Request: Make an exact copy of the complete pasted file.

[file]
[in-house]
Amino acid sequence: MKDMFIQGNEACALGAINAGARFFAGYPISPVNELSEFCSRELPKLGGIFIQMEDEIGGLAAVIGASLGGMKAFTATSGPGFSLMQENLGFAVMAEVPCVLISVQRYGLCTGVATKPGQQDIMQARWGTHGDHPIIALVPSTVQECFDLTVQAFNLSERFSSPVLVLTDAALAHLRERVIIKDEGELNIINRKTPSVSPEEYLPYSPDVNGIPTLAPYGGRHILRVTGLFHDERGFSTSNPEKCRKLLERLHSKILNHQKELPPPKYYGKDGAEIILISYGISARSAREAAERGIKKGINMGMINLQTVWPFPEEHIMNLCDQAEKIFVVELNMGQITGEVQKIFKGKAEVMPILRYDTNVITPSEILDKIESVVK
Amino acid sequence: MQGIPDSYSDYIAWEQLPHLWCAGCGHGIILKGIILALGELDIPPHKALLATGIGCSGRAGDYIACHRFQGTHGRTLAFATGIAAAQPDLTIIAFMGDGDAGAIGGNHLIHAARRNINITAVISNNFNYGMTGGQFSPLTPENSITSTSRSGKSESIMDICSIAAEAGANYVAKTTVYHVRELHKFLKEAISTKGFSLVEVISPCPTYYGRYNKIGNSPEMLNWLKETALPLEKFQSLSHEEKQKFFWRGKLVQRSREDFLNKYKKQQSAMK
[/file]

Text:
[in-house]
Amino acid sequence: MKDMFIQGNEACALGAINAGARFFAGYPISPVNELSEFCSRELPKLGGIFIQMEDEIGGLAAVIGASLGGMKAFTATSGPGFSLMQENLGFAVMAEVPCVLISVQRYGLCTGVATKPGQQDIMQARWGTHGDHPIIALVPSTVQECFDLTVQAFNLSERFSSPVLVLTDAALAHLRERVIIKDEGELNIINRKTPSVSPEEYLPYSPDVNGIPTLAPYGGRHILRVTGLFHDERGFSTSNPEKCRKLLERLHSKILNHQKELPPPKYYGKDGAEIILISYGISARSAREAAERGIKKGINMGMINLQTVWPFPEEHIMNLCDQAEKIFVVELNMGQITGEVQKIFKGKAEVMPILRYDTNVITPSEILDKIESVVK
Amino acid sequence: MQGIPDSYSDYIAWEQLPHLWCAGCGHGIILKGIILALGELDIPPHKALLATGIGCSGRAGDYIACHRFQGTHGRTLAFATGIAAAQPDLTIIAFMGDGDAGAIGGNHLIHAARRNINITAVISNNFNYGMTGGQFSPLTPENSITSTSRSGKSESIMDICSIAAEAGANYVAKTTVYHVRELHKFLKEAISTKGFSLVEVISPCPTYYGRYNKIGNSPEMLNWLKETALPLEKFQSLSHEEKQKFFWRGKLVQRSREDFLNKYKKQQSAMK